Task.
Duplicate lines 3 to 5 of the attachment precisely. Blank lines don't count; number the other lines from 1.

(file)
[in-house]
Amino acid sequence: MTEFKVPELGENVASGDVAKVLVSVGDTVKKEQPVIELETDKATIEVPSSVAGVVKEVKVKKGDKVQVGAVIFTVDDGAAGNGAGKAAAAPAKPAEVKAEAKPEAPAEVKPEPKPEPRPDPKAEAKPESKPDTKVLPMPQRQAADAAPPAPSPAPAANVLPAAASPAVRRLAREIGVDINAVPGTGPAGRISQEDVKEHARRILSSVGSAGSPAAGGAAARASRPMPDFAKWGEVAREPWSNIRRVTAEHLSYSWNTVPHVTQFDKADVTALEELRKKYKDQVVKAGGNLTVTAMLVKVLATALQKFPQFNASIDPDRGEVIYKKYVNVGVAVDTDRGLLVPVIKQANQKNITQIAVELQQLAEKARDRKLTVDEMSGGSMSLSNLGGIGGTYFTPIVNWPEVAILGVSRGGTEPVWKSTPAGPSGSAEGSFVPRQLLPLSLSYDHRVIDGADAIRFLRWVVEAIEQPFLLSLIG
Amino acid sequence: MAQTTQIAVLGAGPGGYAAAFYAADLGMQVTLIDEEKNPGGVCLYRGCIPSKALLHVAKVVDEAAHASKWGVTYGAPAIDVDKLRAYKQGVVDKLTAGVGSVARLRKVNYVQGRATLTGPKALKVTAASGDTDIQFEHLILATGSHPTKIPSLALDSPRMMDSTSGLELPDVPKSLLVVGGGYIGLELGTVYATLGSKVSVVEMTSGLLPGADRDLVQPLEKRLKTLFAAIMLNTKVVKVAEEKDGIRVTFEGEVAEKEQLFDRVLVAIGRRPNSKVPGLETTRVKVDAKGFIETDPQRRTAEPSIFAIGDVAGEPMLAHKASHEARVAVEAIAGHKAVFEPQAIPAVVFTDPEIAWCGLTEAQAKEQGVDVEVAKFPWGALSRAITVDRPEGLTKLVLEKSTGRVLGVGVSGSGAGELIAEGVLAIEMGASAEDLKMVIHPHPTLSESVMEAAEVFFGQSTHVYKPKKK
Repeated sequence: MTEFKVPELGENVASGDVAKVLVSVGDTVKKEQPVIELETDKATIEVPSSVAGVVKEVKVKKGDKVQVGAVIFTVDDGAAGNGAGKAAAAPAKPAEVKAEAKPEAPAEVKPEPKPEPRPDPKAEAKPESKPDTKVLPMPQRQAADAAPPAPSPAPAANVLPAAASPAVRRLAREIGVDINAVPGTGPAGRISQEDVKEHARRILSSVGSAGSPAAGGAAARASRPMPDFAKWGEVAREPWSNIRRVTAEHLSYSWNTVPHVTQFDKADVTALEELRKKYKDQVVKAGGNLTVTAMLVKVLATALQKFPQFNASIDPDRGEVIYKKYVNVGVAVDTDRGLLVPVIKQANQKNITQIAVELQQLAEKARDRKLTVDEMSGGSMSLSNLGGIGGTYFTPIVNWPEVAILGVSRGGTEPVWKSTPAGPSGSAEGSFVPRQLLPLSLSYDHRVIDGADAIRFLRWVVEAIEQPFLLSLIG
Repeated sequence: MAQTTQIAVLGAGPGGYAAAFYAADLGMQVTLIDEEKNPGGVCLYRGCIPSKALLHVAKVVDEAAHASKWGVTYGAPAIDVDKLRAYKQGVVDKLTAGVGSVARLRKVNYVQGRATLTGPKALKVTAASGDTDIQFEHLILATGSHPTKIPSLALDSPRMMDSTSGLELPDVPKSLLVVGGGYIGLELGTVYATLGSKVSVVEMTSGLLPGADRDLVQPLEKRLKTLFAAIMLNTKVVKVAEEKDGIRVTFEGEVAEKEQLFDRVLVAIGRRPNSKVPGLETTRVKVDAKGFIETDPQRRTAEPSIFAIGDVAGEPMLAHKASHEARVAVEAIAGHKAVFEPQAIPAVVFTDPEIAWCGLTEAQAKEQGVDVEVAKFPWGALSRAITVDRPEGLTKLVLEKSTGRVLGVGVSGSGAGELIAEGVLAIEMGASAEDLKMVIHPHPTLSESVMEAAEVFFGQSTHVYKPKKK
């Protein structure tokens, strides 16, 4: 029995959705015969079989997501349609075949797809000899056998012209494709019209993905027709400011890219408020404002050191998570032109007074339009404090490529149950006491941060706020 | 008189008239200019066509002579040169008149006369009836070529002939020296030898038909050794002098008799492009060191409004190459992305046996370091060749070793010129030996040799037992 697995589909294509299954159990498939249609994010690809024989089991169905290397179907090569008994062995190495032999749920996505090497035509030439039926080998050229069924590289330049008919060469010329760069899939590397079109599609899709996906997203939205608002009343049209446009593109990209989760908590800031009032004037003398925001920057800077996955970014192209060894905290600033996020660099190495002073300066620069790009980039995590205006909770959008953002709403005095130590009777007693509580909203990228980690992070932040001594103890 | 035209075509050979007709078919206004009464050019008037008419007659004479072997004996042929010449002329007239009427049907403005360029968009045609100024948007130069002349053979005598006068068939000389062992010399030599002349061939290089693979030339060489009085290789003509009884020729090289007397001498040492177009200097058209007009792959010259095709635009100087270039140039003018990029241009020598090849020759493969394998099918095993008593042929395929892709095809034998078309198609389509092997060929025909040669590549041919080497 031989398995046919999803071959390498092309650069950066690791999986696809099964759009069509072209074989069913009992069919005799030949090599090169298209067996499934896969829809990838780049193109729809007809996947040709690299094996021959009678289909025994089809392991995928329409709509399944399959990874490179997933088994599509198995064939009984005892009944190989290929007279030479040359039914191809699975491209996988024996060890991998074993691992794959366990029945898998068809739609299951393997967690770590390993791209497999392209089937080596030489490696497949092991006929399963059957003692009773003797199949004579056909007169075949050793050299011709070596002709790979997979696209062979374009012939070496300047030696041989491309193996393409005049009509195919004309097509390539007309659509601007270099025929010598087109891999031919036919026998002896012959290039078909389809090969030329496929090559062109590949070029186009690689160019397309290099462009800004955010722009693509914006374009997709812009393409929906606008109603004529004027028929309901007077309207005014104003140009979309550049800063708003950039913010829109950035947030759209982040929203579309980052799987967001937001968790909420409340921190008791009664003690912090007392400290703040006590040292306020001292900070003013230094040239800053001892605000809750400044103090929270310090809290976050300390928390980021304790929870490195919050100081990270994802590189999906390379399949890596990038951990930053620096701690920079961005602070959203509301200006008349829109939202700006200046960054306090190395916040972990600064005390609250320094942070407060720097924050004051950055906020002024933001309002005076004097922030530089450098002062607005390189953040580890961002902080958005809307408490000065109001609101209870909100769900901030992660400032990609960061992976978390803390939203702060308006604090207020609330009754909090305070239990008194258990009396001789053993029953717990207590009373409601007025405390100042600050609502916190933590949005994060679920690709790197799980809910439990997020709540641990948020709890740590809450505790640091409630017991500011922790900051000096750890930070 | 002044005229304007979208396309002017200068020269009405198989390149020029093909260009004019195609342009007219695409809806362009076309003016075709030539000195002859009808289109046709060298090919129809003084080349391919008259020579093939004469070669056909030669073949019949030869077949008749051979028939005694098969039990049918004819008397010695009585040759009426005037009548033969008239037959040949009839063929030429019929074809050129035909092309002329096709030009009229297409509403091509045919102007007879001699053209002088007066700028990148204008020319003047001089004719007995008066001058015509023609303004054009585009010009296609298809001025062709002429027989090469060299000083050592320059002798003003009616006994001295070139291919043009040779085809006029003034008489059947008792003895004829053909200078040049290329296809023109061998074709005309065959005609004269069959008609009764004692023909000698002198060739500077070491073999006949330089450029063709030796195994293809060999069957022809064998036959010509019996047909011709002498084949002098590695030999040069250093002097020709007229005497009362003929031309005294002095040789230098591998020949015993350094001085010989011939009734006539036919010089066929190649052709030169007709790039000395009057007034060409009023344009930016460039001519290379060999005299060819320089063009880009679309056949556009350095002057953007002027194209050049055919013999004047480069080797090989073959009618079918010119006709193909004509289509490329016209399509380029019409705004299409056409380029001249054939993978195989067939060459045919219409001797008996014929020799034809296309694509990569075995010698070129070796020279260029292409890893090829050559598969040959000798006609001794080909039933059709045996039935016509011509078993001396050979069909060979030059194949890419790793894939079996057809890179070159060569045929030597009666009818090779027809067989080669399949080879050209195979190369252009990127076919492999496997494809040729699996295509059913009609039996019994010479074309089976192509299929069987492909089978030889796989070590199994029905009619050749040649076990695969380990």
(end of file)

Amino acid sequence: MAQTTQIAVLGAGPGGYAAAFYAADLGMQVTLIDEEKNPGGVCLYRGCIPSKALLHVAKVVDEAAHASKWGVTYGAPAIDVDKLRAYKQGVVDKLTAGVGSVARLRKVNYVQGRATLTGPKALKVTAASGDTDIQFEHLILATGSHPTKIPSLALDSPRMMDSTSGLELPDVPKSLLVVGGGYIGLELGTVYATLGSKVSVVEMTSGLLPGADRDLVQPLEKRLKTLFAAIMLNTKVVKVAEEKDGIRVTFEGEVAEKEQLFDRVLVAIGRRPNSKVPGLETTRVKVDAKGFIETDPQRRTAEPSIFAIGDVAGEPMLAHKASHEARVAVEAIAGHKAVFEPQAIPAVVFTDPEIAWCGLTEAQAKEQGVDVEVAKFPWGALSRAITVDRPEGLTKLVLEKSTGRVLGVGVSGSGAGELIAEGVLAIEMGASAEDLKMVIHPHPTLSESVMEAAEVFFGQSTHVYKPKKK
Repeated sequence: MTEFKVPELGENVASGDVAKVLVSVGDTVKKEQPVIELETDKATIEVPSSVAGVVKEVKVKKGDKVQVGAVIFTVDDGAAGNGAGKAAAAPAKPAEVKAEAKPEAPAEVKPEPKPEPRPDPKAEAKPESKPDTKVLPMPQRQAADAAPPAPSPAPAANVLPAAASPAVRRLAREIGVDINAVPGTGPAGRISQEDVKEHARRILSSVGSAGSPAAGGAAARASRPMPDFAKWGEVAREPWSNIRRVTAEHLSYSWNTVPHVTQFDKADVTALEELRKKYKDQVVKAGGNLTVTAMLVKVLATALQKFPQFNASIDPDRGEVIYKKYVNVGVAVDTDRGLLVPVIKQANQKNITQIAVELQQLAEKARDRKLTVDEMSGGSMSLSNLGGIGGTYFTPIVNWPEVAILGVSRGGTEPVWKSTPAGPSGSAEGSFVPRQLLPLSLSYDHRVIDGADAIRFLRWVVEAIEQPFLLSLIG
Repeated sequence: MAQTTQIAVLGAGPGGYAAAFYAADLGMQVTLIDEEKNPGGVCLYRGCIPSKALLHVAKVVDEAAHASKWGVTYGAPAIDVDKLRAYKQGVVDKLTAGVGSVARLRKVNYVQGRATLTGPKALKVTAASGDTDIQFEHLILATGSHPTKIPSLALDSPRMMDSTSGLELPDVPKSLLVVGGGYIGLELGTVYATLGSKVSVVEMTSGLLPGADRDLVQPLEKRLKTLFAAIMLNTKVVKVAEEKDGIRVTFEGEVAEKEQLFDRVLVAIGRRPNSKVPGLETTRVKVDAKGFIETDPQRRTAEPSIFAIGDVAGEPMLAHKASHEARVAVEAIAGHKAVFEPQAIPAVVFTDPEIAWCGLTEAQAKEQGVDVEVAKFPWGALSRAITVDRPEGLTKLVLEKSTGRVLGVGVSGSGAGELIAEGVLAIEMGASAEDLKMVIHPHPTLSESVMEAAEVFFGQSTHVYKPKKK